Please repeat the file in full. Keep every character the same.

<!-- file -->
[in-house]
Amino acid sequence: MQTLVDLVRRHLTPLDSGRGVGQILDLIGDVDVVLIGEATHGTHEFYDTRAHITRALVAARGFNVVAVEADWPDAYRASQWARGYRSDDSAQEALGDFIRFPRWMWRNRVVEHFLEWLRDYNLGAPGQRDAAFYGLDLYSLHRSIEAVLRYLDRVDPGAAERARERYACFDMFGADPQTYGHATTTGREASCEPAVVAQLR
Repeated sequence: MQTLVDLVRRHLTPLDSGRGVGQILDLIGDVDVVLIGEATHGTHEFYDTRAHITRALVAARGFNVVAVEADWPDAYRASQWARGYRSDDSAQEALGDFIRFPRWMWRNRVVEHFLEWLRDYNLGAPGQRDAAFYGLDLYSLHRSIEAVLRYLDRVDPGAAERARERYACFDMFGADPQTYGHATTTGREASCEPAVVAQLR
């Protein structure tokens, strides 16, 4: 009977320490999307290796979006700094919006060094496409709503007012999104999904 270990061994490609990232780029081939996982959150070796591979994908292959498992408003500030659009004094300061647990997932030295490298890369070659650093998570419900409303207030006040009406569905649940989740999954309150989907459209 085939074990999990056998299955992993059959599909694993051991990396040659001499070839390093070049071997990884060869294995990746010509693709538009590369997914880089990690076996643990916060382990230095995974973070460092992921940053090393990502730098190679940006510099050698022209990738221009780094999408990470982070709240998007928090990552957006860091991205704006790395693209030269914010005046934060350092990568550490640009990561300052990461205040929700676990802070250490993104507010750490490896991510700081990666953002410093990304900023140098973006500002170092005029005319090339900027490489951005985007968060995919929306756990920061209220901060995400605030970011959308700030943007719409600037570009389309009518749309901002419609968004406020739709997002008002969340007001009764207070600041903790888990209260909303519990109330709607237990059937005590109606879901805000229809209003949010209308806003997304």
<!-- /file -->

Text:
[in-house]
Amino acid sequence: MQTLVDLVRRHLTPLDSGRGVGQILDLIGDVDVVLIGEATHGTHEFYDTRAHITRALVAARGFNVVAVEADWPDAYRASQWARGYRSDDSAQEALGDFIRFPRWMWRNRVVEHFLEWLRDYNLGAPGQRDAAFYGLDLYSLHRSIEAVLRYLDRVDPGAAERARERYACFDMFGADPQTYGHATTTGREASCEPAVVAQLR
Repeated sequence: MQTLVDLVRRHLTPLDSGRGVGQILDLIGDVDVVLIGEATHGTHEFYDTRAHITRALVAARGFNVVAVEADWPDAYRASQWARGYRSDDSAQEALGDFIRFPRWMWRNRVVEHFLEWLRDYNLGAPGQRDAAFYGLDLYSLHRSIEAVLRYLDRVDPGAAERARERYACFDMFGADPQTYGHATTTGREASCEPAVVAQLR
């Protein structure tokens, strides 16, 4: 009977320490999307290796979006700094919006060094496409709503007012999104999904 270990061994490609990232780029081939996982959150070796591979994908292959498992408003500030659009004094300061647990997932030295490298890369070659650093998570419900409303207030006040009406569905649940989740999954309150989907459209 085939074990999990056998299955992993059959599909694993051991990396040659001499070839390093070049071997990884060869294995990746010509693709538009590369997914880089990690076996643990916060382990230095995974973070460092992921940053090393990502730098190679940006510099050698022209990738221009780094999408990470982070709240998007928090990552957006860091991205704006790395693209030269914010005046934060350092990568550490640009990561300052990461205040929700676990802070250490993104507010750490490896991510700081990666953002410093990304900023140098973006500002170092005029005319090339900027490489951005985007968060995919929306756990920061209220901060995400605030970011959308700030943007719409600037570009389309009518749309901002419609968004406020739709997002008002969340007001009764207070600041903790888990209260909303519990109330709607237990059937005590109606879901805000229809209003949010209308806003997304």